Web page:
Most of my travels that year were solo, although occasionally another student or two joined me. Apparently, few of my peers shared my lust for regularly leaving town. At times I was pleased to be out by myself, determining my own itinerary, but there were many bouts of loneliness, wishing I could be sharing my exploits with someone. It was during the months I spent studying abroad that my now husband and I solidified our relationship – he sailing on merchant ships and I gallivanting around Europe – and I promised myself that one day we would come back to explore Europe at length and create our very own travelogue together. I’d had enough of my unaccompanied jaunts and unsuccessfully trying to describe them to others. We’ve been back to France and Europe many times since my solo year, but only for a week or two at a time – hardly enough time for genuine and thorough exploration.

So here we are, anticipating our gap year in Europe, ready to begin discovering new places and revisiting familiar haunts. Together. We'll share our exploits. Together. No explanations needed.

Monday, November 15, 2010

Luggage Lust

I went to the local mall last week to get a new watch battery and what should have been a 10-minute errand turned into and hour and a half visit. I took a new route to the watch kiosk and discovered a luggage store -- one of those "luggage and travel" retailers that reel me in and in which I could get lost for days. It carried backpacks, duffel bags, suitcases of all sizes and shapes, fanny packs, passport holders, currency converters, language pocket guides, maps, compasses, travel underwear, electrical adapters and so much more. (Who knew you could travel for months with just one pair of lightweight, dry-in-minutes underwear, according to the shelf-talker...?) The promise of future travel always lures me into these stores and I have to admit that I really am afflicted with luggage lust. Some suffer shoe and boot fetishes, others love kitchen gear or scarves but I’m definitely nuts for luggage. Mind you, you’d never guess it by the looks of the raggedy discount variety I haul on and off planes these days. That’s because what I have now is just for day-in, day-out business and routine travel. But when it comes to planning a special trip, or a once-in-a-lifetime getaway like our gap year, that’s when I get serious. When we got married, my husband and I bought a perfect matching set of green and tan bags for our honeymoon and used them lovingly until the handles split and the suitcase-on-wheels variety made them obsolete.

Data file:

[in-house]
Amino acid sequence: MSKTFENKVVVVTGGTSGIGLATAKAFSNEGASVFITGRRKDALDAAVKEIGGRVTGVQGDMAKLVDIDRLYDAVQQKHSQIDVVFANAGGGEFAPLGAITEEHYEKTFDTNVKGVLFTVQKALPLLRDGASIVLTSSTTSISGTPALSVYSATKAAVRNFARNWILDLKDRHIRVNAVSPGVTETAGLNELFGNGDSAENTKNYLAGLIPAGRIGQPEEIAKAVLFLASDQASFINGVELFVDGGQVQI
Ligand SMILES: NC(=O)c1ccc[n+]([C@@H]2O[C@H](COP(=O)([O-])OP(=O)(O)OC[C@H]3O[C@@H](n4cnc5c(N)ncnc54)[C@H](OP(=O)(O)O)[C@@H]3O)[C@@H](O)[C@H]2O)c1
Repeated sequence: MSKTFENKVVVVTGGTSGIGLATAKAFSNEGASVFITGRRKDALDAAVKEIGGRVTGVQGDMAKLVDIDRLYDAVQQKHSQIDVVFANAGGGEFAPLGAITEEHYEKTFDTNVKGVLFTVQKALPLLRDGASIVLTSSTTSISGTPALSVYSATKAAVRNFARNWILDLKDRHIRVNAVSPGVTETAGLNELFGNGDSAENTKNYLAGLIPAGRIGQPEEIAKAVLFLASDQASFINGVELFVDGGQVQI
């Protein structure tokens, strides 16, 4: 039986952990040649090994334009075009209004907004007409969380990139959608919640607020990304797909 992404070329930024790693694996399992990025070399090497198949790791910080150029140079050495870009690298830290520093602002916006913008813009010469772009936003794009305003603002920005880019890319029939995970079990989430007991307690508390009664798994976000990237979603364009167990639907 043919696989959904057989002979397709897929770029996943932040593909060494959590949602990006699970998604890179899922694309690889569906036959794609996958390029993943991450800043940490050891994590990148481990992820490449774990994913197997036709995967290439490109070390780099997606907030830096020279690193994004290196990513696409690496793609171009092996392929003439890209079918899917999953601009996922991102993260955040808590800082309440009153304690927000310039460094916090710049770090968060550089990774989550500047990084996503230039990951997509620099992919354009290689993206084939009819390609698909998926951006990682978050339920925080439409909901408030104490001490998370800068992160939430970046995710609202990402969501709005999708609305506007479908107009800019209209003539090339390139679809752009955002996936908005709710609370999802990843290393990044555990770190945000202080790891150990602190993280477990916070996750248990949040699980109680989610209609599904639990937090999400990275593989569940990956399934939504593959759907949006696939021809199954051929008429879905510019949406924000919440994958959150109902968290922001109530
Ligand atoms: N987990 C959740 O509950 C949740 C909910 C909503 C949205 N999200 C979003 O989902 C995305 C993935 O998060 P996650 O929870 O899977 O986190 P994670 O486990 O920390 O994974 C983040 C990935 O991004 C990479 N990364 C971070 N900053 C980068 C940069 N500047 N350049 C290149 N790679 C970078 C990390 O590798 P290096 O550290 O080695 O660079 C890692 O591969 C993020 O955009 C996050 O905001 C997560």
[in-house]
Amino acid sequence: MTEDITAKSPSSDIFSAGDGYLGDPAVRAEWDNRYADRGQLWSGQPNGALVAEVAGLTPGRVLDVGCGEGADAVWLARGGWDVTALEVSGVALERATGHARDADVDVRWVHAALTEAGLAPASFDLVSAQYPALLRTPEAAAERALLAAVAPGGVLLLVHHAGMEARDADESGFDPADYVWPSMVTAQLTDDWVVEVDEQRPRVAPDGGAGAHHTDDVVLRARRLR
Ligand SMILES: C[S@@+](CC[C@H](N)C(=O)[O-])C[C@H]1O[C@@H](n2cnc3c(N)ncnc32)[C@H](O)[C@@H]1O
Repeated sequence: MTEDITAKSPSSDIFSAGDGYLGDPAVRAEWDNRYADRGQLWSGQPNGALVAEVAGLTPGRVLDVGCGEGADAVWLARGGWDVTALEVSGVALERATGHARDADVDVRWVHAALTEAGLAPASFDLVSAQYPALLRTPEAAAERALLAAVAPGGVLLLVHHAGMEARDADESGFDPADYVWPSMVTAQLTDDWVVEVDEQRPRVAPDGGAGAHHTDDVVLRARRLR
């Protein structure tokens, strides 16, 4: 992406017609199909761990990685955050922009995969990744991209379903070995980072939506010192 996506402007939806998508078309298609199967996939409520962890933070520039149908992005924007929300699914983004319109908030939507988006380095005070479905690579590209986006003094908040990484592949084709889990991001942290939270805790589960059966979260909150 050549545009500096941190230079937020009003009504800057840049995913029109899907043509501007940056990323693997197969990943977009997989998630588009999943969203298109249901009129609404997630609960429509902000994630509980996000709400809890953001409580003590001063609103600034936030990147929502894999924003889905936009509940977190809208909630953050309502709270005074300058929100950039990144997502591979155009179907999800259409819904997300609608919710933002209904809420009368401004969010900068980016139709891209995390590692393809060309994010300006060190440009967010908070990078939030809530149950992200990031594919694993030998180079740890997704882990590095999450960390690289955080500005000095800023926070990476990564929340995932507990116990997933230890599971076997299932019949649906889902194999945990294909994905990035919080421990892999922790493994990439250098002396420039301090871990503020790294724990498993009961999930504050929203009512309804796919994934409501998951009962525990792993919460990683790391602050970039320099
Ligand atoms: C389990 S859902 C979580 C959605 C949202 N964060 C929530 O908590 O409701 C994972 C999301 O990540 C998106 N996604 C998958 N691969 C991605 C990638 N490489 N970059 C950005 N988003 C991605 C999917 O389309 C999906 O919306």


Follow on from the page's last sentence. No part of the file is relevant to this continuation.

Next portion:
So into retail travel nirvana I went, not only to browse all the cool gadgets, but to do some serious research on what we'll need next year. I've already sold all the backpacks we'd used for previous European trips on Craig's List because I know we're beyond wanting to (or more accurately, beyond being able to without serious, lasting muscle pulls) strap everything on our backs at this point. But we do want to travel relatively lightly and compactly and a full set of Samsonite just won't cut it. So, we've settled on each getting as large a duffel as possible, without being ridiculous, and of course, they'll have to be on wheels! We figure this'll allow us to carry a good amount of stuff but will also help label us as young-at-heart adventurers, and not stuffy, middle-aged travelers. There were far fewer duffel choices than I’d hoped, but there were several to consider. The pink paisley was definitely not me (in fact, I can't imagine that any luggage in a print would be me!) and I refuse to buy another ubiquitous black travel bag. The luggage store visit whet my appetite for doing more searching for the perfect bag, and as always happens with me and travel gear, I’m sure it’ll be love at first sight when I find my perfect match.